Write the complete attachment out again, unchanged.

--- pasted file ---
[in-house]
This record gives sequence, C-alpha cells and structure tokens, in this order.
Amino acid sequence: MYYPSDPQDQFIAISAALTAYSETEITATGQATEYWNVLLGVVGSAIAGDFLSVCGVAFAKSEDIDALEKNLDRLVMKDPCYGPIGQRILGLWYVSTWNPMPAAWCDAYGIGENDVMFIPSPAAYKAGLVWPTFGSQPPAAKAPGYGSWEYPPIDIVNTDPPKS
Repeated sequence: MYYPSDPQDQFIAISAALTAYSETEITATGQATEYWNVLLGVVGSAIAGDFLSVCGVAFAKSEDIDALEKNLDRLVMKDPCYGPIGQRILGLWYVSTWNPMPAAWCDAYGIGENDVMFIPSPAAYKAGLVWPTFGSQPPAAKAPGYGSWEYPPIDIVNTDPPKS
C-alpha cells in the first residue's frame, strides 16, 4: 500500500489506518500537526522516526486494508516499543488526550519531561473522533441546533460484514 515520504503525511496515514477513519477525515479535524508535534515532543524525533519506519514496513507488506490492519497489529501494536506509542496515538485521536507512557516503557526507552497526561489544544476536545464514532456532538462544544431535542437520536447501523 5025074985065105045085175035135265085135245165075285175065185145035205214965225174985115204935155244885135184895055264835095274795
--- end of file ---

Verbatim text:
[in-house]
This record gives sequence, C-alpha cells and structure tokens, in this order.
Amino acid sequence: MYYPSDPQDQFIAISAALTAYSETEITATGQATEYWNVLLGVVGSAIAGDFLSVCGVAFAKSEDIDALEKNLDRLVMKDPCYGPIGQRILGLWYVSTWNPMPAAWCDAYGIGENDVMFIPSPAAYKAGLVWPTFGSQPPAAKAPGYGSWEYPPIDIVNTDPPKS
Repeated sequence: MYYPSDPQDQFIAISAALTAYSETEITATGQATEYWNVLLGVVGSAIAGDFLSVCGVAFAKSEDIDALEKNLDRLVMKDPCYGPIGQRILGLWYVSTWNPMPAAWCDAYGIGENDVMFIPSPAAYKAGLVWPTFGSQPPAAKAPGYGSWEYPPIDIVNTDPPKS
C-alpha cells in the first residue's frame, strides 16, 4: 500500500489506518500537526522516526486494508516499543488526550519531561473522533441546533460484514 515520504503525511496515514477513519477525515479535524508535534515532543524525533519506519514496513507488506490492519497489529501494536506509542496515538485521536507512557516503557526507552497526561489544544476536545464514532456532538462544544431535542437520536447501523 5025074985065105045085175035135265085135245165075285175065185145035205214965225174985115204935155244885135184895055264835095274795